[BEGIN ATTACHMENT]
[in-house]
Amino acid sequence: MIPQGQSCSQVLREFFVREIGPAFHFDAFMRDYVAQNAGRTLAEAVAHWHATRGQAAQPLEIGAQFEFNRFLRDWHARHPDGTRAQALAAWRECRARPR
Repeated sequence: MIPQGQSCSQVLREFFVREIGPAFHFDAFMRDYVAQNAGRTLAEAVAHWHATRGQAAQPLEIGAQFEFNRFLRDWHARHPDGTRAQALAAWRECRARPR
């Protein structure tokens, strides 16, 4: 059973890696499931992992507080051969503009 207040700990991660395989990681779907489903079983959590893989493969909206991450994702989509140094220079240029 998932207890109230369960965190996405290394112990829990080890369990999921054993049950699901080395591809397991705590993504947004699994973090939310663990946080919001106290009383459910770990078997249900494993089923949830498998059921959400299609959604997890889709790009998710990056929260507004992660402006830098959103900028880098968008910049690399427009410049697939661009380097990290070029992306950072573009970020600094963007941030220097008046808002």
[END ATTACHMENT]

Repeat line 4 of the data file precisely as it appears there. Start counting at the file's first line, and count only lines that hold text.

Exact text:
């Protein structure tokens, strides 16, 4: 059973890696499931992992507080051969503009 207040700990991660395989990681779907489903079983959590893989493969909206991450994702989509140094220079240029 998932207890109230369960965190996405290394112990829990080890369990999921054993049950699901080395591809397991705590993504947004699994973090939310663990946080919001106290009383459910770990078997249900494993089923949830498998059921959400299609959604997890889709790009998710990056929260507004992660402006830098959103900028880098968008910049690399427009410049697939661009380097990290070029992306950072573009970020600094963007941030220097008046808002």